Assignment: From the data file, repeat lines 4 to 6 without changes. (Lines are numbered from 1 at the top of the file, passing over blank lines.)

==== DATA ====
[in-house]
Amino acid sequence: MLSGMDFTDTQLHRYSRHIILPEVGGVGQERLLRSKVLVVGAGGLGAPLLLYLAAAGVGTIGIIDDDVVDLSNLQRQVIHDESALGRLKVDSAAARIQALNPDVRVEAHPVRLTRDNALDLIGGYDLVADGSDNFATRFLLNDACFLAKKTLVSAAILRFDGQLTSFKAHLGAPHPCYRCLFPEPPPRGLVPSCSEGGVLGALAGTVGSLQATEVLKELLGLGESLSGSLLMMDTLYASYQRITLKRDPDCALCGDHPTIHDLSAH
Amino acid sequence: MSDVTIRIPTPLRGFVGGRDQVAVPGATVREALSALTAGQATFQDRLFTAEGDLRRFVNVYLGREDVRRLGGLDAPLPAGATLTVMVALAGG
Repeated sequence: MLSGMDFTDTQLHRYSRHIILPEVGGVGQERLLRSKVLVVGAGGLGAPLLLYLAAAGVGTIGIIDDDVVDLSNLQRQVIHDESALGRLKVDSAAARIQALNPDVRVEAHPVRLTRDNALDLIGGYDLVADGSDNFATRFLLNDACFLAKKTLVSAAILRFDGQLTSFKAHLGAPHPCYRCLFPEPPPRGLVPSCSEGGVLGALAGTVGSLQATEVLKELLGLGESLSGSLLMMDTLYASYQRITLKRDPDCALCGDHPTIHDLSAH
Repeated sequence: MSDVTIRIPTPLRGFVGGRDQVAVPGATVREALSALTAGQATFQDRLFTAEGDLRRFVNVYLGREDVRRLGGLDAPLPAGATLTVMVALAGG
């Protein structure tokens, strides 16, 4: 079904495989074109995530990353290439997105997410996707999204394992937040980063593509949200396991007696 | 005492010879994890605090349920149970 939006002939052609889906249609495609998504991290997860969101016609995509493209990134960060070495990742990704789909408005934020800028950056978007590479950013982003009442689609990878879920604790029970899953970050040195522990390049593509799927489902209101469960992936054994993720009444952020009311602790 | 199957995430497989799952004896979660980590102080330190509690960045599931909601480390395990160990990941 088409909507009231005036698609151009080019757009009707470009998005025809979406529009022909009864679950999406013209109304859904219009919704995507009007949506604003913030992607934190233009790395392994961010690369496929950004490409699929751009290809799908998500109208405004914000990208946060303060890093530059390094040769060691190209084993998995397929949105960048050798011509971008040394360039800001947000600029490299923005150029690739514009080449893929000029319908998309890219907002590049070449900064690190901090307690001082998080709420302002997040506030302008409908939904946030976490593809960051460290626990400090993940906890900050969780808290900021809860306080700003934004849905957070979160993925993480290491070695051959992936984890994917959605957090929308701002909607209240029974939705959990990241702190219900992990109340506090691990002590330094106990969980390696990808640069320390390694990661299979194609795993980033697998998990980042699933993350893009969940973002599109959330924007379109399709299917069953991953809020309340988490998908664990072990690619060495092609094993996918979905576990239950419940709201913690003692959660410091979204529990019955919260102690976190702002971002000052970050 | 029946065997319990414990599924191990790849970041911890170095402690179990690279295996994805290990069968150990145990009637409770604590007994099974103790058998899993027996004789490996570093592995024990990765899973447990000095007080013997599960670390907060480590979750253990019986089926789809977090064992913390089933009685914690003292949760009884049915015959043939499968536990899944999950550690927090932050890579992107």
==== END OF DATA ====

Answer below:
Repeated sequence: MLSGMDFTDTQLHRYSRHIILPEVGGVGQERLLRSKVLVVGAGGLGAPLLLYLAAAGVGTIGIIDDDVVDLSNLQRQVIHDESALGRLKVDSAAARIQALNPDVRVEAHPVRLTRDNALDLIGGYDLVADGSDNFATRFLLNDACFLAKKTLVSAAILRFDGQLTSFKAHLGAPHPCYRCLFPEPPPRGLVPSCSEGGVLGALAGTVGSLQATEVLKELLGLGESLSGSLLMMDTLYASYQRITLKRDPDCALCGDHPTIHDLSAH
Repeated sequence: MSDVTIRIPTPLRGFVGGRDQVAVPGATVREALSALTAGQATFQDRLFTAEGDLRRFVNVYLGREDVRRLGGLDAPLPAGATLTVMVALAGG
């Protein structure tokens, strides 16, 4: 079904495989074109995530990353290439997105997410996707999204394992937040980063593509949200396991007696 | 005492010879994890605090349920149970 939006002939052609889906249609495609998504991290997860969101016609995509493209990134960060070495990742990704789909408005934020800028950056978007590479950013982003009442689609990878879920604790029970899953970050040195522990390049593509799927489902209101469960992936054994993720009444952020009311602790 | 199957995430497989799952004896979660980590102080330190509690960045599931909601480390395990160990990941 088409909507009231005036698609151009080019757009009707470009998005025809979406529009022909009864679950999406013209109304859904219009919704995507009007949506604003913030992607934190233009790395392994961010690369496929950004490409699929751009290809799908998500109208405004914000990208946060303060890093530059390094040769060691190209084993998995397929949105960048050798011509971008040394360039800001947000600029490299923005150029690739514009080449893929000029319908998309890219907002590049070449900064690190901090307690001082998080709420302002997040506030302008409908939904946030976490593809960051460290626990400090993940906890900050969780808290900021809860306080700003934004849905957070979160993925993480290491070695051959992936984890994917959605957090929308701002909607209240029974939705959990990241702190219900992990109340506090691990002590330094106990969980390696990808640069320390390694990661299979194609795993980033697998998990980042699933993350893009969940973002599109959330924007379109399709299917069953991953809020309340988490998908664990072990690619060495092609094993996918979905576990239950419940709201913690003692959660410091979204529990019955919260102690976190702002971002000052970050 | 029946065997319990414990599924191990790849970041911890170095402690179990690279295996994805290990069968150990145990009637409770604590007994099974103790058998899993027996004789490996570093592995024990990765899973447990000095007080013997599960670390907060480590979750253990019986089926789809977090064992913390089933009685914690003292949760009884049915015959043939499968536990899944999950550690927090932050890579992107």